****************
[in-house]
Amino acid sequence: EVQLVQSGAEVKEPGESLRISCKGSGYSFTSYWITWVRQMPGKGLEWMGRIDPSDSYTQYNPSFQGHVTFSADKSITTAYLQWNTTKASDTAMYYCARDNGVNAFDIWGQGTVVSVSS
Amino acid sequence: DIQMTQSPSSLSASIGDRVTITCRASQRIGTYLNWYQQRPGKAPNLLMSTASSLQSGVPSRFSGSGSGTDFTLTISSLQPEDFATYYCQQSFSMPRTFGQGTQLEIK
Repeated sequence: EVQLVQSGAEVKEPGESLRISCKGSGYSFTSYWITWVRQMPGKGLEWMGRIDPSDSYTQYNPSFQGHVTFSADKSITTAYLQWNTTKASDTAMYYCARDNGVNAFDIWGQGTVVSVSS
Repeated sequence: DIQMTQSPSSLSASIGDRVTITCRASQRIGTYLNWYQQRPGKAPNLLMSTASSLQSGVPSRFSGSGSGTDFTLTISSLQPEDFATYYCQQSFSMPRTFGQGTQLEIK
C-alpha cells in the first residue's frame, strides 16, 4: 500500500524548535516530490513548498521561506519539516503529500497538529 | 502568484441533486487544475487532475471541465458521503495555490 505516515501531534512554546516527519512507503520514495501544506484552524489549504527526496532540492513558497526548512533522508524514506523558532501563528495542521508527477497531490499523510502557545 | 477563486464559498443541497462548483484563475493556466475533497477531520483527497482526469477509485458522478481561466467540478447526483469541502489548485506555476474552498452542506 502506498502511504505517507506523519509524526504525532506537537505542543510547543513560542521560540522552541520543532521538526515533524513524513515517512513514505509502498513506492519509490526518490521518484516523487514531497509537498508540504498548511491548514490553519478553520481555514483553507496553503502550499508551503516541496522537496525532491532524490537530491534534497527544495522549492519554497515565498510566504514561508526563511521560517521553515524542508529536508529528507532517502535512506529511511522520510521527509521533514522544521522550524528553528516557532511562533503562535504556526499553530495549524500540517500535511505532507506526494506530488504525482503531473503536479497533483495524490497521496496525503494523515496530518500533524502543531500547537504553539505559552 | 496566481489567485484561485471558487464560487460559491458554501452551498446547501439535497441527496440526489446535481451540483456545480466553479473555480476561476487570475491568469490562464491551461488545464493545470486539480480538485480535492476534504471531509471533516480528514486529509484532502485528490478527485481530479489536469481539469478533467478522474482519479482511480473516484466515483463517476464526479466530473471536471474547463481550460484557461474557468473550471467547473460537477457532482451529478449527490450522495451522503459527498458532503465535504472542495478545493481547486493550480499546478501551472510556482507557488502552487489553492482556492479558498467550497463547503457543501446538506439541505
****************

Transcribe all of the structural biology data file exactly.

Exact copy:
[in-house]
Amino acid sequence: EVQLVQSGAEVKEPGESLRISCKGSGYSFTSYWITWVRQMPGKGLEWMGRIDPSDSYTQYNPSFQGHVTFSADKSITTAYLQWNTTKASDTAMYYCARDNGVNAFDIWGQGTVVSVSS
Amino acid sequence: DIQMTQSPSSLSASIGDRVTITCRASQRIGTYLNWYQQRPGKAPNLLMSTASSLQSGVPSRFSGSGSGTDFTLTISSLQPEDFATYYCQQSFSMPRTFGQGTQLEIK
Repeated sequence: EVQLVQSGAEVKEPGESLRISCKGSGYSFTSYWITWVRQMPGKGLEWMGRIDPSDSYTQYNPSFQGHVTFSADKSITTAYLQWNTTKASDTAMYYCARDNGVNAFDIWGQGTVVSVSS
Repeated sequence: DIQMTQSPSSLSASIGDRVTITCRASQRIGTYLNWYQQRPGKAPNLLMSTASSLQSGVPSRFSGSGSGTDFTLTISSLQPEDFATYYCQQSFSMPRTFGQGTQLEIK
C-alpha cells in the first residue's frame, strides 16, 4: 500500500524548535516530490513548498521561506519539516503529500497538529 | 502568484441533486487544475487532475471541465458521503495555490 505516515501531534512554546516527519512507503520514495501544506484552524489549504527526496532540492513558497526548512533522508524514506523558532501563528495542521508527477497531490499523510502557545 | 477563486464559498443541497462548483484563475493556466475533497477531520483527497482526469477509485458522478481561466467540478447526483469541502489548485506555476474552498452542506 502506498502511504505517507506523519509524526504525532506537537505542543510547543513560542521560540522552541520543532521538526515533524513524513515517512513514505509502498513506492519509490526518490521518484516523487514531497509537498508540504498548511491548514490553519478553520481555514483553507496553503502550499508551503516541496522537496525532491532524490537530491534534497527544495522549492519554497515565498510566504514561508526563511521560517521553515524542508529536508529528507532517502535512506529511511522520510521527509521533514522544521522550524528553528516557532511562533503562535504556526499553530495549524500540517500535511505532507506526494506530488504525482503531473503536479497533483495524490497521496496525503494523515496530518500533524502543531500547537504553539505559552 | 496566481489567485484561485471558487464560487460559491458554501452551498446547501439535497441527496440526489446535481451540483456545480466553479473555480476561476487570475491568469490562464491551461488545464493545470486539480480538485480535492476534504471531509471533516480528514486529509484532502485528490478527485481530479489536469481539469478533467478522474482519479482511480473516484466515483463517476464526479466530473471536471474547463481550460484557461474557468473550471467547473460537477457532482451529478449527490450522495451522503459527498458532503465535504472542495478545493481547486493550480499546478501551472510556482507557488502552487489553492482556492479558498467550497463547503457543501446538506439541505